MyClassicGarage General 1981-1976 Pontiac - FIrebird

Which Trans Am should I buy right now as a combination investment/c…

Which Trans Am should I buy right now as a combination investment/cruise night car?

depending on how much you want to invest, any 1976-1981 Black Trans Am, if its not an SE Bandit, you should be able to find a very presentable local show and cruise in car for under $20k, this is a very good investment right now, thanks for your question, Rick McLaughlin

about 5 years ago
VehicleNetwork My Car 1970-1970 Dodge - Challenger

What is a fair selling price for this 1970 Challenger?

Should I be able to sell it for $45,000?


The fair selling price for a heavily modified car usually comes down to this: Whatever someone will pay! Any appraisal is just a guesstimate. In general, modified cars sell for a, lot less money than it took to construct them, the only exception being a car so radical, unique, interesting, etc. that it moves the bar.

You car looks great, excepting for that way-too-thick fiberglass rear spoiler (and I haven’t seen underhood, etc.). Still, my guess is that you’re gonna have a tough time reaching your sales-price target.


over 3 years ago
leafern General 2015-1924 Chrysler - Coupe

Mopar and Fait good or bad?

Well it’s two questions but they are related. Do you think that the ownership of Chrysler LLC is now owned by Fait? And. Do you think it will change the company (like make the Viper sound like a Ferrari)?


Fait, huh? OK….Well, let’s say that I have faith in FIAT.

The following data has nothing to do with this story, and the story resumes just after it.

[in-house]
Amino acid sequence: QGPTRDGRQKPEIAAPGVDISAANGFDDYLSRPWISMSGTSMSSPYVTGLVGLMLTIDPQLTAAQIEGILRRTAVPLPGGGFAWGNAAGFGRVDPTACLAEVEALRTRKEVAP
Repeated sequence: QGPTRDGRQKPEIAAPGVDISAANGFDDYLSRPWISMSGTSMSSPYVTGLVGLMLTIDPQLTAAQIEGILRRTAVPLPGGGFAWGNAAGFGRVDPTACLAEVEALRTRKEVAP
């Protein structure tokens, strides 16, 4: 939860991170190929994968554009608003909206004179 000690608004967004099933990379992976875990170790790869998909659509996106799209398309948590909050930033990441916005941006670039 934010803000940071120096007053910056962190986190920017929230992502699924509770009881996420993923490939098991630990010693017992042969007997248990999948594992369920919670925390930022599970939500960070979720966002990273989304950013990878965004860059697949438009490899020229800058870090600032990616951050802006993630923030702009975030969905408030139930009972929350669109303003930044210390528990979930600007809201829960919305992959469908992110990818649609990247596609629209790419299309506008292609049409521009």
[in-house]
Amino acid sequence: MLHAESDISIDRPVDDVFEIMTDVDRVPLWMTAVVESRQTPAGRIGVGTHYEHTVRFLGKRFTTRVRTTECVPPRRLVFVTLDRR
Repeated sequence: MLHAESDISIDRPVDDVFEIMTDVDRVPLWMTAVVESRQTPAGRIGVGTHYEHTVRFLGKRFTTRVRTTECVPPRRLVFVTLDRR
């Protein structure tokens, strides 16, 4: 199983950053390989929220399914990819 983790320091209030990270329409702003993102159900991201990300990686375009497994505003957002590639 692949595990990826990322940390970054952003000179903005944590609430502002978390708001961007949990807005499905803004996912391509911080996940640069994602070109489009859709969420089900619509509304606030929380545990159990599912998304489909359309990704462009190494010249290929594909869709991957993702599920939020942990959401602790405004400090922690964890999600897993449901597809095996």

Fiat now owns controlling interest in Chrysler, LLC, and a new corporation, headquartered in the Netherlands, has been chartered: FCA – Fiat Chrysler Automobiles.

While it is true that Fiat got control of Chrysler basically for free (with the “minor” exception that they had to assume a ton of financial liabilities), they have, since the acquisition, poured billions into Chrysler.

It has been a 2-way street, with several Mopars being badged as Fiats and sold in Europe, and some Fiats use Chrysler engines.

Then there’s the slightly bizarre side to the story: The new Fiat 500L is made in Serbia, in the old Yugo (Zastava) plant.

But overall, I’d say that if it weren’t for Marchionne and Fiat, Chrysler would no longer exist.


almost 4 years ago
Miller's Stop N Shop My Car 1971-1971 Chevrolet - Cheyenne

Resale Value of a 1971 Cheyenne Chevy

I’m 18 years old, and my dad gave me this truck for my graduation present. I am not looking to actually sell it as it is too sentimentally valuable to me. Unless I were to hit really hard times. It is a 1971 Cheyenne Chevy C20 3/4 ton pickup truck.

Very cool truck. I would peg the value at $10,000.00 as is and $23,000.00 restored, based on recent sales and our own internal activity at RK Motors Charlotte. It’s got great options! The 396 and the 402 are actually the same motor-Chevrolet had a corporate ban on all engines in excess of 400 CI through 1969 and the 396 was called a 396 to stay under this ceiling. The 402 is not a bored our 396-the 396 is actually a 402. My advice: keep it as-is and drive it and enjoy it. Thanks for the question.